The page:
Parents seek statewide privacy act on student records

A local education advocate said Thursday she and other parents have asked state lawmakers to push for an education information privacy act similar to the federal law that protects student education records.

Beth Meyers, a former teacher and Denham Springs resident, also asked the Livingston Parish School Board what type of student data they collect and share with other agencies.

Meyers emphasized she was asking only about what information the school system shared, and not implying they snet out any data inappropriately.

During the School Board meeting, Meyers raised concerns about the amount of personal data collected during online education assessments called the Partnership for Assessment of Readiness for College and Careers.

The tests are aligned with the oft-maligned Common Core standards.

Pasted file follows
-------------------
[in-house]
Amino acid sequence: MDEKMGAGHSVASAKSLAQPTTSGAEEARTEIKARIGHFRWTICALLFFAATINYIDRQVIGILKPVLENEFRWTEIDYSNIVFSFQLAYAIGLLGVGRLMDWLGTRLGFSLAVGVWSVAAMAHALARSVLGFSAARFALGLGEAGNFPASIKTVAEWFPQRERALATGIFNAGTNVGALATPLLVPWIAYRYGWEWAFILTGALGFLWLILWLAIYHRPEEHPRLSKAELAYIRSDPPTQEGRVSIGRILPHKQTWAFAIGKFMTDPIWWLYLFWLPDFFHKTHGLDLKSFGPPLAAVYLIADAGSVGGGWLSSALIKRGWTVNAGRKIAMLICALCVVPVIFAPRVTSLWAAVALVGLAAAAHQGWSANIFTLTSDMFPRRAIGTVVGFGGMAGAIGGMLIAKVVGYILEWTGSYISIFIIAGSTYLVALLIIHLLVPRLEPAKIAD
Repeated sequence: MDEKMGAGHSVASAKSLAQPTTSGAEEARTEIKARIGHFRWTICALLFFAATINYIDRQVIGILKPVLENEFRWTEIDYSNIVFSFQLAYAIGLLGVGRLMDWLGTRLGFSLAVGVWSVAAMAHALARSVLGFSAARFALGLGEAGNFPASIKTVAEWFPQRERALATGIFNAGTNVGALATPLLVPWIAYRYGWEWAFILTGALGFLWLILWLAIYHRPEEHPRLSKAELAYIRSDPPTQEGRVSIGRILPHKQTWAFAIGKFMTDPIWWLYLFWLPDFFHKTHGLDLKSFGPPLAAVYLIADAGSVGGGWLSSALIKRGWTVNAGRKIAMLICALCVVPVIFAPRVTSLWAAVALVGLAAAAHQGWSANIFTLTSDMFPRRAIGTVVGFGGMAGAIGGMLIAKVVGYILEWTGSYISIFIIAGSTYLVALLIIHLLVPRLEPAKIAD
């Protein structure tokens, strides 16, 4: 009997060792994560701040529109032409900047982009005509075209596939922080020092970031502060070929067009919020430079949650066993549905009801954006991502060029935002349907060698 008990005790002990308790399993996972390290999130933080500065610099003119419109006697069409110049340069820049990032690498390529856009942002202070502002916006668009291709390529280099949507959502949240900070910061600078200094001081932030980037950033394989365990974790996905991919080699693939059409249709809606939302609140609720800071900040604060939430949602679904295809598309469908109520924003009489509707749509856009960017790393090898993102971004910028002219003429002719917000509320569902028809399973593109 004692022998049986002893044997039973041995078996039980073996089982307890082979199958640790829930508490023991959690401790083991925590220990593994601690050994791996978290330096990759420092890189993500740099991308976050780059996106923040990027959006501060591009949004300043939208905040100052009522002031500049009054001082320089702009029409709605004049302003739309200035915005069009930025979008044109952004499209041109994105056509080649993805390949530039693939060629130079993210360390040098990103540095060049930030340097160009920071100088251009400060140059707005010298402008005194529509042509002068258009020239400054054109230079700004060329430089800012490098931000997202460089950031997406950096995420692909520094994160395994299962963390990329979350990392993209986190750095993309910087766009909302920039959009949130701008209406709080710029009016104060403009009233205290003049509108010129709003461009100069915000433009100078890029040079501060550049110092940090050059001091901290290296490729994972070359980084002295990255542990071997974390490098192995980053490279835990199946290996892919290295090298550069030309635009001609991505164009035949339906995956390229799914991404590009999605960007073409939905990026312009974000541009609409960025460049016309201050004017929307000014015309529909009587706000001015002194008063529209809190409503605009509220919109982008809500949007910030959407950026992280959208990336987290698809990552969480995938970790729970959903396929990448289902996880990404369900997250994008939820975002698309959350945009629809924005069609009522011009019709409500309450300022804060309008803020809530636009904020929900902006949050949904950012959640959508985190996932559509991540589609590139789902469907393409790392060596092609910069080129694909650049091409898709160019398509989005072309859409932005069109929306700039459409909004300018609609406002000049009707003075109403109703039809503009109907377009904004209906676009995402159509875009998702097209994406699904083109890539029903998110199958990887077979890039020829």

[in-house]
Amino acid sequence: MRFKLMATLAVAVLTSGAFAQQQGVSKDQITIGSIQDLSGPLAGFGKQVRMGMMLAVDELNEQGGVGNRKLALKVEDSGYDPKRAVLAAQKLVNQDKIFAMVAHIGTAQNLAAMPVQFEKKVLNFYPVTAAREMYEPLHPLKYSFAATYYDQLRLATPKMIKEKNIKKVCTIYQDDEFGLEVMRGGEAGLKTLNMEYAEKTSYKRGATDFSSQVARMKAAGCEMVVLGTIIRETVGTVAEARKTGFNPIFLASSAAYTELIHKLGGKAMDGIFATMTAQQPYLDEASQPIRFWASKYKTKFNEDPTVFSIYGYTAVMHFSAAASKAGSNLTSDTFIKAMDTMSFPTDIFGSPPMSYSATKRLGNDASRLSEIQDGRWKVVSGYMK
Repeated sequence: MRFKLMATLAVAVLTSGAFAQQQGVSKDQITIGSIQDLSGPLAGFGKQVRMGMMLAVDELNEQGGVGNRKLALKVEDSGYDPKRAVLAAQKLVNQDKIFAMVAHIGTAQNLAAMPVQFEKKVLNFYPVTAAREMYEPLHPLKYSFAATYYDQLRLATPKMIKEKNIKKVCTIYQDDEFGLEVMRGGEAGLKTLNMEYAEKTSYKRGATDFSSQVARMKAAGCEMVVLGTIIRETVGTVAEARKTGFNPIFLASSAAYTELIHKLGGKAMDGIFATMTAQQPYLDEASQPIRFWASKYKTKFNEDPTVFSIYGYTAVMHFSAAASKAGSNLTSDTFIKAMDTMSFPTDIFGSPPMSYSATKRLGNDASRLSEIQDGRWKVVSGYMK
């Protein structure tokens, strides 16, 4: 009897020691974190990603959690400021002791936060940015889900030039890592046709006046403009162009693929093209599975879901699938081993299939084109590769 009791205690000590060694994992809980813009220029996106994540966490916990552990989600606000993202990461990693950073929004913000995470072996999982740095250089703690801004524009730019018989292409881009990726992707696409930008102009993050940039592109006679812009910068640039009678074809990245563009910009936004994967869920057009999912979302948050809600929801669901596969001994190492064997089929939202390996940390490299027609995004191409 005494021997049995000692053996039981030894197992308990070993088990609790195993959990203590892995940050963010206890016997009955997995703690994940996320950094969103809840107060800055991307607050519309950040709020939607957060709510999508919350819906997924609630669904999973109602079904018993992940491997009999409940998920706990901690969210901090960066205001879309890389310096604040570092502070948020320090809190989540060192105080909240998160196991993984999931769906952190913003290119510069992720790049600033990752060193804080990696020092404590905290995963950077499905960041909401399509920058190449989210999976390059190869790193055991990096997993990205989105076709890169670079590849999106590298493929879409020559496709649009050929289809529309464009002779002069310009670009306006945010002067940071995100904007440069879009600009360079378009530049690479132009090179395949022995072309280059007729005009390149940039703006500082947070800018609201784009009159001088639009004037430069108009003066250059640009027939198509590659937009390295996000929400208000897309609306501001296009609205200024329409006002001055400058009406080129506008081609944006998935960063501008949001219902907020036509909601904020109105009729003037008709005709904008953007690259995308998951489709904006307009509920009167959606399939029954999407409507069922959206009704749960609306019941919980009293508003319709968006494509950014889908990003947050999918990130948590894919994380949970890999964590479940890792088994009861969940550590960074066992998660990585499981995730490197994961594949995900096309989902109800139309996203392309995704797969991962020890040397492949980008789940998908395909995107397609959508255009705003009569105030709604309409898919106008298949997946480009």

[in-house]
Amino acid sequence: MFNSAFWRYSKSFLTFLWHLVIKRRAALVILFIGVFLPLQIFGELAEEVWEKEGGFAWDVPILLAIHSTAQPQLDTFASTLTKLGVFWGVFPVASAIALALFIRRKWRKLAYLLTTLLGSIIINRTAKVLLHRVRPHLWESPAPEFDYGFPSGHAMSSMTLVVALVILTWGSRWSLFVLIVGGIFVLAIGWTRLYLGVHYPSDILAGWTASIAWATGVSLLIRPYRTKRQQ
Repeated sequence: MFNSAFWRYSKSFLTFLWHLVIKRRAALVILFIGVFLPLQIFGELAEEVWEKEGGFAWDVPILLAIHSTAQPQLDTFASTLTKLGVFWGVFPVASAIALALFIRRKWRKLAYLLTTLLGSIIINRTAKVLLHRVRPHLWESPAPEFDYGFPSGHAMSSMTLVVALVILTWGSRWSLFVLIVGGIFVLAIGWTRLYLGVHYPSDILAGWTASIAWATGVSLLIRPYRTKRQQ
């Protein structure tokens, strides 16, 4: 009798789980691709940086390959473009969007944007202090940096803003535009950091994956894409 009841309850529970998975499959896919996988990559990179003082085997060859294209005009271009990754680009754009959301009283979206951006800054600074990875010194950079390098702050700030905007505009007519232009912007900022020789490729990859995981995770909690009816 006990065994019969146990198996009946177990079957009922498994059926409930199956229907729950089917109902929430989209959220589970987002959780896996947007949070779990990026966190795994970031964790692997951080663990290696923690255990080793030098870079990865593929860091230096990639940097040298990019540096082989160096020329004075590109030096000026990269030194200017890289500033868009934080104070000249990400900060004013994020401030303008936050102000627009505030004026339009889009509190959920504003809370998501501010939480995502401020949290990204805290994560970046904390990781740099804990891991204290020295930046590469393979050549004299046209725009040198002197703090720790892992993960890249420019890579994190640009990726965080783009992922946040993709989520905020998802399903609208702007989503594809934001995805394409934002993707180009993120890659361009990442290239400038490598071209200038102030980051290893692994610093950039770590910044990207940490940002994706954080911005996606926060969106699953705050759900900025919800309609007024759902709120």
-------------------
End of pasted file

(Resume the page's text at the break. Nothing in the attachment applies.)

Meyers also raised concerns about inBloom, a national database that collects student data and is supported in part by the Bill & Melinda Gates Foundation.

At one point, the state contracted with inBloom but later canceled the contract after parents raised privacy concerns over the data collection.

Meyers said after Thursday’s board meeting that she would like to see a state-level version of the Family Educational Rights and Privacy Act.

The law applies to all schools that receive funds from programs approved by the U.S. Department of Education.

“We met with the governor’s education adviser and with their chief of staff several times the past month, and in the last meeting, we suggested maybe that we needed to do a state-level privacy law,” Meyers said.

Livingston School Superintendent John Watson told Meyers the school system was made aware of inBloom several months ago.

He also said school officials reviewed what they were sending to other agencies to make sure they send out only the minimal information necessary to the state Department of Education.